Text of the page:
Hole In One Under New Ownership
By: Ryan Bray
Topics: Business , Orleans news , restaurants , Hole In One
EASTHAM – Ken Taber had a good career in the software industry when he and his wife, Erica, decided to pack up and move with their son to Eastham.
They moved to the Cape to work at Hole In One, the Eastham and Orleans locations which were at the time owned by Erica's father. But they stopped short of fully committing to the relocation, opting to keep their house in South Windsor, Conn.
"We thought 'Let's just hold onto it and see if this actually works,'" said Ken, seated at his desk in back of the Eastham eatery, Fairway Restaurant and Pizzeria. "So we rented up here."
It didn't take long before the couple learned just how all consuming the restaurant business was. For Taber, his wife, three sisters-in-law and two brothers-in-law, Hole In One hasn't been a job, it's been their lives.
"The thing about the business, it was the vehicle to provide for our families and raise our children together," he said. "We all live here in Eastham about a mile apart from each other. We didn't have to take our kids to daycare. We didn't have to take our kids and get babysitters. Everybody had their kids together, and we just shared the responsibility."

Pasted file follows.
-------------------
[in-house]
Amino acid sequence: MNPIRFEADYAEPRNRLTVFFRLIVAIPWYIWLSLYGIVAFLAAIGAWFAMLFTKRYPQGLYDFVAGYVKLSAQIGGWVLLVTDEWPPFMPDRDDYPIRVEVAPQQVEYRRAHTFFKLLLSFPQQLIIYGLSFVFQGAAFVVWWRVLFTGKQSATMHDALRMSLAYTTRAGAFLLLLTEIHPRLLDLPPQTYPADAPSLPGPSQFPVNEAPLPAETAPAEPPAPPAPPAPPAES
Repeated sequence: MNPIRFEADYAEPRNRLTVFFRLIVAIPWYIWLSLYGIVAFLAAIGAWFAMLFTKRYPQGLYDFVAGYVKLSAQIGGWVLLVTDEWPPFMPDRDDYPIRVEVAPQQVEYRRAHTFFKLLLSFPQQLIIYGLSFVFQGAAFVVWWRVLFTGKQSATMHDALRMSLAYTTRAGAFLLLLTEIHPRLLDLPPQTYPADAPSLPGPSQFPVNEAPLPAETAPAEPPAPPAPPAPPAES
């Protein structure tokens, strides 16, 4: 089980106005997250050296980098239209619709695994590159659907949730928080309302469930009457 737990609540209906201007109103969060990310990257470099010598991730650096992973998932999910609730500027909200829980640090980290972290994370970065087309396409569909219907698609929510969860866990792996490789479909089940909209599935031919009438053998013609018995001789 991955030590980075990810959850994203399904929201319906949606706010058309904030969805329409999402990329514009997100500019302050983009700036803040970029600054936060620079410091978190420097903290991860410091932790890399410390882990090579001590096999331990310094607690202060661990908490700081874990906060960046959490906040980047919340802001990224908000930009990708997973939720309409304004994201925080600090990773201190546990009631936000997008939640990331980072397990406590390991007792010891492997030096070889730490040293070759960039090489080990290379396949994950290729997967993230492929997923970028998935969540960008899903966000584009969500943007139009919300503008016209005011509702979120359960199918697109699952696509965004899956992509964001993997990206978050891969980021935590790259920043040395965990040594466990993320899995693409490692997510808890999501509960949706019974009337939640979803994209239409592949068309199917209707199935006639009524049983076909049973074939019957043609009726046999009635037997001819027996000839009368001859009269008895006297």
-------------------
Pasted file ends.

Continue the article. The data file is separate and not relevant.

Now after 33 years, the family behind the Lower Cape institutions is ready to move on and hand the business over.
The seven family members and shareholders who make up Hole In One, Inc. settled agreements Dec. 30 to sell the Hole In One Breakfast and Lunch in Orleans, the Hole In One Bakery and Donut Shop in Eastham and that location's adjoining Fairway restaurant to John and Brenda Kesaris of Pembroke.
Records on file with the Barnstable County Registry of Deeds show that the Orleans property at 98 Route 6A sold for $1.1 million. The Eastham property at 4295 State Highway, which includes the donut shop and the Fairway, sold for $1.7 million.
The Kesarises are seasoned restaurant owners, according to Ken, who will continue to work for Hole In One as a consultant into 2024.
"Some people ask me 'Ken, are you ready to give up the reins?' I say 'Yeah, I'm ready.'"
Taber's father-in-law, Tom Bazzano, bought the original Hole In One donut shop in 1989. He expanded the business to Route 6A in Orleans in 1992.
Over time, Bazzano's four daughters each got involved with Hole In One in different capacities. Kris Bazzano has been hand cutting donuts at the Eastham location since 1988, and she later started running the location along with her sister, Jamie Wacht, and Jamie's husband, Dan.
Later, Lori Field and her husband, Bob, joined the business to run the Orleans Hole In One. Erica joined the business with Ken in 1995 after time spent as a schoolteacher.
"It's an everyday thing," Ken said of the close family dynamic. "Jamie's over there working right now up front doing retail. Erica's in the back in product development, the bakery, production. Dan is receiving orders. I'm in here. That's an everyday event."
Ken started working for the business as treasurer, and his background in sales, human resources and payroll made him an ideal fit to be the business' president upon Hole In One's incorporation in 1997. The following year, he helped negotiate the purchase of the Fairway.